Then also this involved travel. And some of these people live in very remote areas, so we also had to make sure that we could get to all of them, even though it was very long distances, as you saw in the film. We literally sometimes would have to go like six hours on a dirt road to get to someone and then another nine hours to get to someone else, because it was always a road trip. So those are the ways that he selected the people.

And then also, it was kind of inter interesting and nice to see [the] relationships. As I mentioned before, it has had this immersive experience where we get to meet people and learn about them and have them opening up their homes to us.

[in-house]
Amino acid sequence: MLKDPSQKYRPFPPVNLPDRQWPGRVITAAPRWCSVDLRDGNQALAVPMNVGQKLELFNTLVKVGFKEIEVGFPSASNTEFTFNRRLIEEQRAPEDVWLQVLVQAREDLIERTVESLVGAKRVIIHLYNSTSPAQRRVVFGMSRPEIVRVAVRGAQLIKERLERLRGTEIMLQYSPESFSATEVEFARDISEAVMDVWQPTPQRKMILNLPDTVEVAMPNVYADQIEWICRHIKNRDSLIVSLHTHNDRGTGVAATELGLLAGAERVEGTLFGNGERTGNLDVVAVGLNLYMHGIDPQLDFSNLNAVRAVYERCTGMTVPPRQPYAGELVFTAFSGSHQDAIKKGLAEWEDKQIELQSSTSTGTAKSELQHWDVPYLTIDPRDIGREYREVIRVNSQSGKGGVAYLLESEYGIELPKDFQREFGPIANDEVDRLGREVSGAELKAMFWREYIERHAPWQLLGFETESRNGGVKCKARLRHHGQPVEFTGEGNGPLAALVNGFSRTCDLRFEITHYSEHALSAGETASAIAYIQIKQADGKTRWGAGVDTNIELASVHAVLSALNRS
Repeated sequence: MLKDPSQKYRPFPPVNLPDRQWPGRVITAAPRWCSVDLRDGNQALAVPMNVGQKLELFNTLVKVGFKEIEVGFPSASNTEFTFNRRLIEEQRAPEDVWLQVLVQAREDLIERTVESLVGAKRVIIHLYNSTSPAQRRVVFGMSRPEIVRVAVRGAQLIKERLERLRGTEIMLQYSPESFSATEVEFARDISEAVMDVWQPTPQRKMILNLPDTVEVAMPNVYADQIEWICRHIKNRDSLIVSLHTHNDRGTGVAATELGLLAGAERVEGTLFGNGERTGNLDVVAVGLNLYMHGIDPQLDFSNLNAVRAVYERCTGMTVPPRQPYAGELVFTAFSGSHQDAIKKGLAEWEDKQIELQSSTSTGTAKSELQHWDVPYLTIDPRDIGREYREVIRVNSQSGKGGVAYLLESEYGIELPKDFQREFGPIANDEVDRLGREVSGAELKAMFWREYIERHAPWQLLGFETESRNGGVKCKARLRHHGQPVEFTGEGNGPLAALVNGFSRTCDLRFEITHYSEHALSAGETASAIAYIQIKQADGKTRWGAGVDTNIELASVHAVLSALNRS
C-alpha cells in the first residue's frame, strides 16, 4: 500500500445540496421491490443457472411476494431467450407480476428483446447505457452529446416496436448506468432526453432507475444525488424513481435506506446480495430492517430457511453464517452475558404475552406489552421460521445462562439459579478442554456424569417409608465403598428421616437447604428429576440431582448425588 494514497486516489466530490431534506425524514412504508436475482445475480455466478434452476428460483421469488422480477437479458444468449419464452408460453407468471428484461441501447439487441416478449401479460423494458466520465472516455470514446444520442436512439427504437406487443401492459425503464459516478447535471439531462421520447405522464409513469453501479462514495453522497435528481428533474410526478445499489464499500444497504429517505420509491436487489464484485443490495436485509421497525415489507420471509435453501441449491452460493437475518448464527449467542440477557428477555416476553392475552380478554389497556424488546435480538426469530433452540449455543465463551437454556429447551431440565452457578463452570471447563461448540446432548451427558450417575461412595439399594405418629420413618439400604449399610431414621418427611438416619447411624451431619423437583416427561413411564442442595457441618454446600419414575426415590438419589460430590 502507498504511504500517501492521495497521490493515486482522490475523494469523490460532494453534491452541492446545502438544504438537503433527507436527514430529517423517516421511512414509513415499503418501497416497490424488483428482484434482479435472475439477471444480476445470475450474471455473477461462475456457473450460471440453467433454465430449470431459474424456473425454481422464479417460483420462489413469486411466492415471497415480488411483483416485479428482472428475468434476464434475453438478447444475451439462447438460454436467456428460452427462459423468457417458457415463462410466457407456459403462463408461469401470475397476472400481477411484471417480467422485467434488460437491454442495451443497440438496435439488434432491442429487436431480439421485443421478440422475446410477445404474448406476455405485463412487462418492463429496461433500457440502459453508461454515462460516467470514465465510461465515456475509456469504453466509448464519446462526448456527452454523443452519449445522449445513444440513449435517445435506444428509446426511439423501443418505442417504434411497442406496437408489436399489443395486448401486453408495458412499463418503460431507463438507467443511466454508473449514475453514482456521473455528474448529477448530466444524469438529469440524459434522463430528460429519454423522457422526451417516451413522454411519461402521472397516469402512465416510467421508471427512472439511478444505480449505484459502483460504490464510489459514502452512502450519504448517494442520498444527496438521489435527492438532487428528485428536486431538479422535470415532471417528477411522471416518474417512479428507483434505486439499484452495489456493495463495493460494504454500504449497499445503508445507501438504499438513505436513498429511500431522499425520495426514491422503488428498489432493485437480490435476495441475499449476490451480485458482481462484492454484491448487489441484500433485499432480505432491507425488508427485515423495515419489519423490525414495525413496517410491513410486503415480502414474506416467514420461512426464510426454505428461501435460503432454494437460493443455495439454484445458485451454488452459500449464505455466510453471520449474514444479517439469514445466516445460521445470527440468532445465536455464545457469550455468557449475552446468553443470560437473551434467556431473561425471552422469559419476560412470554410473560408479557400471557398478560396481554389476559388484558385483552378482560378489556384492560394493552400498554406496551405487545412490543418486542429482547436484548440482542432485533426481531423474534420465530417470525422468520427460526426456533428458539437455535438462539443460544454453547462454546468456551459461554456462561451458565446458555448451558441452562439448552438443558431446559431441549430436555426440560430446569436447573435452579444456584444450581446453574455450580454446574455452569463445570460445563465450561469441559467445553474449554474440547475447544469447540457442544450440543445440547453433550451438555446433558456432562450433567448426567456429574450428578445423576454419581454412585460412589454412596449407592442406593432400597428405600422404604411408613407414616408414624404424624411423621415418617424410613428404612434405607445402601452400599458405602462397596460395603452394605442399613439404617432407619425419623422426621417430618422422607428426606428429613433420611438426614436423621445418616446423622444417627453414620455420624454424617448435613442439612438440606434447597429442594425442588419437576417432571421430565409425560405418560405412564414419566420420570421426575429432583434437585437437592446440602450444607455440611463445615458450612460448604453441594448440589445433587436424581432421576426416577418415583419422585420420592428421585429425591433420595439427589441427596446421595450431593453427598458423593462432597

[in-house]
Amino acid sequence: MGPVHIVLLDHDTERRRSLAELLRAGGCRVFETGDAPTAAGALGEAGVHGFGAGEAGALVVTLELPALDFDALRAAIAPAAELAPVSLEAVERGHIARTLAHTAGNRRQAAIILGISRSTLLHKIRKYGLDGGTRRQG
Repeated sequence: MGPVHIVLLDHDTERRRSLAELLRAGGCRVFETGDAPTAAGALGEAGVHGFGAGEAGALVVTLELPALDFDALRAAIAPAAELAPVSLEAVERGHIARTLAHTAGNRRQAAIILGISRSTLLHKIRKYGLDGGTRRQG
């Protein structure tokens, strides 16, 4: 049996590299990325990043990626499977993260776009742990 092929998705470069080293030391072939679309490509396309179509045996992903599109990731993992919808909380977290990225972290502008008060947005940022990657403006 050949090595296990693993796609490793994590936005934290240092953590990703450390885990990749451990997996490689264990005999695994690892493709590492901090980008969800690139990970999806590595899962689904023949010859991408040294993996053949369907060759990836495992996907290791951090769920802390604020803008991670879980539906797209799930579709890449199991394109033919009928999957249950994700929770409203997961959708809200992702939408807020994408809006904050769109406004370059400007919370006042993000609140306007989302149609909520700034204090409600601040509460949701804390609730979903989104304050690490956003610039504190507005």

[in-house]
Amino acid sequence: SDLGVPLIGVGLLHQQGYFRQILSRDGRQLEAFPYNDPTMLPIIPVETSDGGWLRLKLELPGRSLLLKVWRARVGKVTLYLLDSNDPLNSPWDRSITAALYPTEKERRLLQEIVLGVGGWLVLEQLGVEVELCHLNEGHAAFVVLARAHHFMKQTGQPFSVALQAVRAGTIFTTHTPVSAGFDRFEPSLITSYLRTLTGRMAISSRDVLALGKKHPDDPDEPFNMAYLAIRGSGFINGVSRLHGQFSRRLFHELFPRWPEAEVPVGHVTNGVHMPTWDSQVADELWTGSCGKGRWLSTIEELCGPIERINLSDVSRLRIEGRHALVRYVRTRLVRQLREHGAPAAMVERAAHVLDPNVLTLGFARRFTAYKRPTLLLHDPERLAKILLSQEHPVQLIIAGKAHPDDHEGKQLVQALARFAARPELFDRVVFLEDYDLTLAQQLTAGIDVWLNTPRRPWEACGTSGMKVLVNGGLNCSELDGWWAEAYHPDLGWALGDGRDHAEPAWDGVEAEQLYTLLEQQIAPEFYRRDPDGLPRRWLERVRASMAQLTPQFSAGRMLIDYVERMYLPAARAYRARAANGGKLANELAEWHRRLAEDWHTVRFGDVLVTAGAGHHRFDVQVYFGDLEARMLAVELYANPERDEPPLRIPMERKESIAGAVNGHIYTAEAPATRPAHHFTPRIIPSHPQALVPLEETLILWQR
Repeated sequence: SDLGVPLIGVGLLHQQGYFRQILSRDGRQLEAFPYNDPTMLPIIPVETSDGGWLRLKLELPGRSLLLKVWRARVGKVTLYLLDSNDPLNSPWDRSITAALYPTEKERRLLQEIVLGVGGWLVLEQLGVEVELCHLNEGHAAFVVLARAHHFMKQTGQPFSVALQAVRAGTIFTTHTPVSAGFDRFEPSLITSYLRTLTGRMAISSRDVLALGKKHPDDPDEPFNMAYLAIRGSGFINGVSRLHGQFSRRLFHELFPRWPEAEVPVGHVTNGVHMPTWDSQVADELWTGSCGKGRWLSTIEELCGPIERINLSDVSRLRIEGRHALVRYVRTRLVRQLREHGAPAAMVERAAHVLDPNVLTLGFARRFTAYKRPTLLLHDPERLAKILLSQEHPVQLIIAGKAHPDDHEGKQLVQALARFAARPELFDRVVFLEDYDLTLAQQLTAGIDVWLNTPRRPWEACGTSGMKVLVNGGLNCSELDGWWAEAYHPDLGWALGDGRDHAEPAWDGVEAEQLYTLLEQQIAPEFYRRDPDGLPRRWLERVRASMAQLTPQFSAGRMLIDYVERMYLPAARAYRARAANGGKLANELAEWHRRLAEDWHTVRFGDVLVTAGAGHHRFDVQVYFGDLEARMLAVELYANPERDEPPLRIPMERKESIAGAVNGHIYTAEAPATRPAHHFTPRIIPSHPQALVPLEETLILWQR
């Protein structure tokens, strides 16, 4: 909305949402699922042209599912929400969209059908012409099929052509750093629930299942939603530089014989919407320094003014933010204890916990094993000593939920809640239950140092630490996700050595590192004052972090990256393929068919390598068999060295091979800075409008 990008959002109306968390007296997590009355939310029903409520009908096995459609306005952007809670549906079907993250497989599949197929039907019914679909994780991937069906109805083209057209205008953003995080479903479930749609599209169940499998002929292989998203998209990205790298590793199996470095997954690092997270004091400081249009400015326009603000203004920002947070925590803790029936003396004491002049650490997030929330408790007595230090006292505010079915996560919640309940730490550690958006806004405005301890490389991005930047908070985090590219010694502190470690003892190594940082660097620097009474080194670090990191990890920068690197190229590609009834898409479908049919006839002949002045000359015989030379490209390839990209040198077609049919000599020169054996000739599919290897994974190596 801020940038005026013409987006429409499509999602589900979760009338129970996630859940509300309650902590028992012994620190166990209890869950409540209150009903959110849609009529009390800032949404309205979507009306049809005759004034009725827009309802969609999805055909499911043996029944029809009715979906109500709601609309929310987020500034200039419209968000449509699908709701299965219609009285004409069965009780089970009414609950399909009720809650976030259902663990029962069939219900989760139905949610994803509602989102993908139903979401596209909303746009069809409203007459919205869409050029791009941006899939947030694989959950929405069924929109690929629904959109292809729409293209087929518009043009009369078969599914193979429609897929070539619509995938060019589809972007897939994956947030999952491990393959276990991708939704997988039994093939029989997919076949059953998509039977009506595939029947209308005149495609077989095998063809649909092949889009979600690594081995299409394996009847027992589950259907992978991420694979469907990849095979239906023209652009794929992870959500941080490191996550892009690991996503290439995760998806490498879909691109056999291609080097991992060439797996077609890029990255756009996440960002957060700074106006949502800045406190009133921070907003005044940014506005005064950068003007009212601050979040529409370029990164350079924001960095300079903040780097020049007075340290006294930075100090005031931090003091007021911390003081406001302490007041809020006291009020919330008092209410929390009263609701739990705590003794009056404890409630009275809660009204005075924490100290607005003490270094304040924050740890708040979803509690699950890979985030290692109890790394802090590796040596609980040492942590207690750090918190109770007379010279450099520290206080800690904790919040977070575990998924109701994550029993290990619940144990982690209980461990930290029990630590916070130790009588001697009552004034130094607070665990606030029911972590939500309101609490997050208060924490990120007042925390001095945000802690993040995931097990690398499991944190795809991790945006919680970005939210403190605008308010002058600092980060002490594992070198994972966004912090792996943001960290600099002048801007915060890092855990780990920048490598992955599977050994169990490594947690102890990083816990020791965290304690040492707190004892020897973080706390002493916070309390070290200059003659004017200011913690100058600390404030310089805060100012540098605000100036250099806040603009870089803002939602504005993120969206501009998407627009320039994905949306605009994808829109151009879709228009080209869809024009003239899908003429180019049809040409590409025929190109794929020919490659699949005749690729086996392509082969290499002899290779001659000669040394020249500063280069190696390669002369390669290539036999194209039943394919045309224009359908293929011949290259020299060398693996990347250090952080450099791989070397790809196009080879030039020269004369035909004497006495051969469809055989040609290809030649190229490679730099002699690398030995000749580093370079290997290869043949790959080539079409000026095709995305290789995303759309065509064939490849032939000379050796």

Everyone we went, it was really like that. They literally were so open and so welcoming because that’s sort of in their tradition, that’s one of the distinctions between our cultures – here we’re more suspicious. There they make you feel like you’re part of the family. You literally feel loved.

And I was wondering how that affected you guys personally, traveling around and meeting all these people from different parts of the world and seeing that there is that unity through music. 

Kabir: Well, this for me is a very personal story for me because I’m the son of Indian immigrants. My parents came with very little money many, many moons ago from India to America. So, I’m very close to the American immigrant experience, having grown up in a household where everyone was welcome to stay and be with us.